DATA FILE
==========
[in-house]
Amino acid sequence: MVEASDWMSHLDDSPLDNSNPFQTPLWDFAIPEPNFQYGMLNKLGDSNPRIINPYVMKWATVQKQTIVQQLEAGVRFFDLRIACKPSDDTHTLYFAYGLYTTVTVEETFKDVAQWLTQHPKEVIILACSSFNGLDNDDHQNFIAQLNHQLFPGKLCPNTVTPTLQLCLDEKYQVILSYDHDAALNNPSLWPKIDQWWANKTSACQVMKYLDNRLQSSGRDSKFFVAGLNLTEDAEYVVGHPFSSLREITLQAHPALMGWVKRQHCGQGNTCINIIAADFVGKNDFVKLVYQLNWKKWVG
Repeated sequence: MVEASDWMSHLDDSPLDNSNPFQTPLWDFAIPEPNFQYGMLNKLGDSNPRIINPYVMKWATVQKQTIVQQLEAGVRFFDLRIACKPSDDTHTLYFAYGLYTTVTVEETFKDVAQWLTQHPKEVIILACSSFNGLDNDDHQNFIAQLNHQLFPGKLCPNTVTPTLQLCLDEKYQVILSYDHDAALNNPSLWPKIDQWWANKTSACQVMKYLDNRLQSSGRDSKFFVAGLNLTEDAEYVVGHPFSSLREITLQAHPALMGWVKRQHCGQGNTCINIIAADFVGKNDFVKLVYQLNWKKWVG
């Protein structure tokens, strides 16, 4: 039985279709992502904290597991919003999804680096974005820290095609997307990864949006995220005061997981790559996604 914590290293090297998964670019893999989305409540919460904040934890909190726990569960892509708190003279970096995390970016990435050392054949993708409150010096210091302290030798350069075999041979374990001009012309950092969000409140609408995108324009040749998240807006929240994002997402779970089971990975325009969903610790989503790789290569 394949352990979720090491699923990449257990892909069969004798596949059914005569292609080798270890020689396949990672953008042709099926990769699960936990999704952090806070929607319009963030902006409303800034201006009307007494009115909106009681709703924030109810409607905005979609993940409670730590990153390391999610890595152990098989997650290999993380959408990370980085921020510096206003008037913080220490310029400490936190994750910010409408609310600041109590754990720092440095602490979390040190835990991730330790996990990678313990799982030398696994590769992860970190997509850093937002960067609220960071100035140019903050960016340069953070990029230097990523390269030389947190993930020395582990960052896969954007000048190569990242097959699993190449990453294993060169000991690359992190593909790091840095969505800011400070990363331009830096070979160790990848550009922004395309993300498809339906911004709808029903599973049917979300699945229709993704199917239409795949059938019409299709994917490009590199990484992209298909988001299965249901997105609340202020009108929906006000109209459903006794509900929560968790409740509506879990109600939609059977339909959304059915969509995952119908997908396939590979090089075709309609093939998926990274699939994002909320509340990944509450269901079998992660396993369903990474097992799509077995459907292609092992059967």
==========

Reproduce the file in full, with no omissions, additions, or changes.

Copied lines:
[in-house]
Amino acid sequence: MVEASDWMSHLDDSPLDNSNPFQTPLWDFAIPEPNFQYGMLNKLGDSNPRIINPYVMKWATVQKQTIVQQLEAGVRFFDLRIACKPSDDTHTLYFAYGLYTTVTVEETFKDVAQWLTQHPKEVIILACSSFNGLDNDDHQNFIAQLNHQLFPGKLCPNTVTPTLQLCLDEKYQVILSYDHDAALNNPSLWPKIDQWWANKTSACQVMKYLDNRLQSSGRDSKFFVAGLNLTEDAEYVVGHPFSSLREITLQAHPALMGWVKRQHCGQGNTCINIIAADFVGKNDFVKLVYQLNWKKWVG
Repeated sequence: MVEASDWMSHLDDSPLDNSNPFQTPLWDFAIPEPNFQYGMLNKLGDSNPRIINPYVMKWATVQKQTIVQQLEAGVRFFDLRIACKPSDDTHTLYFAYGLYTTVTVEETFKDVAQWLTQHPKEVIILACSSFNGLDNDDHQNFIAQLNHQLFPGKLCPNTVTPTLQLCLDEKYQVILSYDHDAALNNPSLWPKIDQWWANKTSACQVMKYLDNRLQSSGRDSKFFVAGLNLTEDAEYVVGHPFSSLREITLQAHPALMGWVKRQHCGQGNTCINIIAADFVGKNDFVKLVYQLNWKKWVG
């Protein structure tokens, strides 16, 4: 039985279709992502904290597991919003999804680096974005820290095609997307990864949006995220005061997981790559996604 914590290293090297998964670019893999989305409540919460904040934890909190726990569960892509708190003279970096995390970016990435050392054949993708409150010096210091302290030798350069075999041979374990001009012309950092969000409140609408995108324009040749998240807006929240994002997402779970089971990975325009969903610790989503790789290569 394949352990979720090491699923990449257990892909069969004798596949059914005569292609080798270890020689396949990672953008042709099926990769699960936990999704952090806070929607319009963030902006409303800034201006009307007494009115909106009681709703924030109810409607905005979609993940409670730590990153390391999610890595152990098989997650290999993380959408990370980085921020510096206003008037913080220490310029400490936190994750910010409408609310600041109590754990720092440095602490979390040190835990991730330790996990990678313990799982030398696994590769992860970190997509850093937002960067609220960071100035140019903050960016340069953070990029230097990523390269030389947190993930020395582990960052896969954007000048190569990242097959699993190449990453294993060169000991690359992190593909790091840095969505800011400070990363331009830096070979160790990848550009922004395309993300498809339906911004709808029903599973049917979300699945229709993704199917239409795949059938019409299709994917490009590199990484992209298909988001299965249901997105609340202020009108929906006000109209459903006794509900929560968790409740509506879990109600939609059977339909959304059915969509995952119908997908396939590979090089075709309609093939998926990274699939994002909320509340990944509450269901079998992660396993369903990474097992799509077995459907292609092992059967």